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What does mitogenomics tell us about the evolutionary history of the Drosophila buzzatii cluster (repleta group)?

  • Nicolás Nahuel Moreyra ,

    Roles Conceptualization, Data curation, Formal analysis, Investigation, Methodology, Software, Validation, Visualization, Writing – original draft, Writing – review & editing (NNM); (EH)

    Affiliations Departamento de Ecología, Genética y Evolución, Facultad de Ciencias Exactas y Naturales, Universidad de Buenos Aires, Ciudad Autónoma de Buenos Aires, Argentina, Instituto de Ecología, Genética y Evolución de Buenos Aires, Consejo Nacional de Investigaciones Científicas y Técnicas, Ciudad Autónoma de Buenos Aires, Argentina

  • Julián Mensch,

    Roles Conceptualization, Data curation, Formal analysis, Methodology, Supervision, Validation, Writing – review & editing

    Affiliations Departamento de Ecología, Genética y Evolución, Facultad de Ciencias Exactas y Naturales, Universidad de Buenos Aires, Ciudad Autónoma de Buenos Aires, Argentina, Instituto de Ecología, Genética y Evolución de Buenos Aires, Consejo Nacional de Investigaciones Científicas y Técnicas, Ciudad Autónoma de Buenos Aires, Argentina

  • Juan Hurtado,

    Roles Conceptualization, Formal analysis, Investigation, Methodology, Writing – review & editing

    Affiliations Departamento de Ecología, Genética y Evolución, Facultad de Ciencias Exactas y Naturales, Universidad de Buenos Aires, Ciudad Autónoma de Buenos Aires, Argentina, Instituto de Ecología, Genética y Evolución de Buenos Aires, Consejo Nacional de Investigaciones Científicas y Técnicas, Ciudad Autónoma de Buenos Aires, Argentina

  • Francisca Almeida,

    Roles Conceptualization, Formal analysis, Investigation, Methodology, Supervision, Writing – review & editing

    Affiliations Departamento de Ecología, Genética y Evolución, Facultad de Ciencias Exactas y Naturales, Universidad de Buenos Aires, Ciudad Autónoma de Buenos Aires, Argentina, Instituto de Ecología, Genética y Evolución de Buenos Aires, Consejo Nacional de Investigaciones Científicas y Técnicas, Ciudad Autónoma de Buenos Aires, Argentina

  • Cecilia Laprida,

    Roles Conceptualization, Investigation, Supervision, Visualization, Writing – review & editing

    Affiliations Departamento de Ecología, Genética y Evolución, Facultad de Ciencias Exactas y Naturales, Universidad de Buenos Aires, Ciudad Autónoma de Buenos Aires, Argentina, Instituto de Estudios Andinos, CONICET/UBA, Ciudad Autónoma de Buenos Aires, Argentina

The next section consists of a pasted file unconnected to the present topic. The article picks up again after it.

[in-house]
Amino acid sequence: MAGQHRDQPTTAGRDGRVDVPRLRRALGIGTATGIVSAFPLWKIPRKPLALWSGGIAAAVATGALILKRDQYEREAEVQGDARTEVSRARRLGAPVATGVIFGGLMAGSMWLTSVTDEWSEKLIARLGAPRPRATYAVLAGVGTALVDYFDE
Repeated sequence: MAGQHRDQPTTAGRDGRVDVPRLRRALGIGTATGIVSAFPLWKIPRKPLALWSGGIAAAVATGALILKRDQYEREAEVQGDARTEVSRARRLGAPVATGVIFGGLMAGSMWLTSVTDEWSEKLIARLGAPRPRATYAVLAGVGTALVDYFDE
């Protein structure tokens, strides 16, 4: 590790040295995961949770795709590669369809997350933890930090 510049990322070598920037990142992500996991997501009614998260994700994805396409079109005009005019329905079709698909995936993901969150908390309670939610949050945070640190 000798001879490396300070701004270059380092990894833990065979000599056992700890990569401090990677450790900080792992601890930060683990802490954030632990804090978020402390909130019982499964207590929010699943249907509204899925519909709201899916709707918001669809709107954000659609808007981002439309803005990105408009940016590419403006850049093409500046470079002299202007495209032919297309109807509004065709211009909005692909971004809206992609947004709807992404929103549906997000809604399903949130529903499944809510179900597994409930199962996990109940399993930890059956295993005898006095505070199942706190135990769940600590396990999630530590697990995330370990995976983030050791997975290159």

• Esteban Hasson

    Roles Conceptualization, Funding acquisition, Investigation, Project administration, Resources, Supervision, Writing – original draft, Writing – review & editing (NNM); (EH)

    Affiliations Departamento de Ecología, Genética y Evolución, Facultad de Ciencias Exactas y Naturales, Universidad de Buenos Aires, Ciudad Autónoma de Buenos Aires, Argentina, Instituto de Ecología, Genética y Evolución de Buenos Aires, Consejo Nacional de Investigaciones Científicas y Técnicas, Ciudad Autónoma de Buenos Aires, Argentina


The Drosophila repleta group is an array of more than 100 species endemic to the “New World”, many of which are cactophilic. The ability to utilize decaying cactus tissues as breeding and feeding sites is a key aspect that allowed the successful diversification of the repleta group in American deserts and arid lands. Within this group, the Drosophila buzzatii cluster is a South American clade of seven closely related species in different stages of divergence, making them a valuable model system for evolutionary research. Substantial effort has been devoted to elucidating the phylogenetic relationships among members of the D. buzzatii cluster, including molecular phylogenetic studies that have generated ambiguous results where different tree topologies have resulted dependent on the kinds of molecular marker used. Even though mitochondrial DNA regions have become useful markers in evolutionary biology and population genetics, none of the more than twenty Drosophila mitogenomes assembled so far includes this cluster. Here, we report the assembly of six complete mitogenomes of five species: D. antonietae, D. borborema, D. buzzatii, two strains of D. koepferae and D. seriema, with the aim of revisiting phylogenetic relationships and divergence times by means of mitogenomic analyses. Our recovered topology using complete mitogenomes supports the hypothesis of monophyly of the D. buzzatii cluster and shows two main clades, one including D. buzzatii and D. koepferae (both strains), and the other containing the remaining species. These results are in agreement with previous reports based on a few mitochondrial and/or nuclear genes, but conflict with the results of a recent large-scale nuclear phylogeny, indicating that nuclear and mitochondrial genomes depict different evolutionary histories.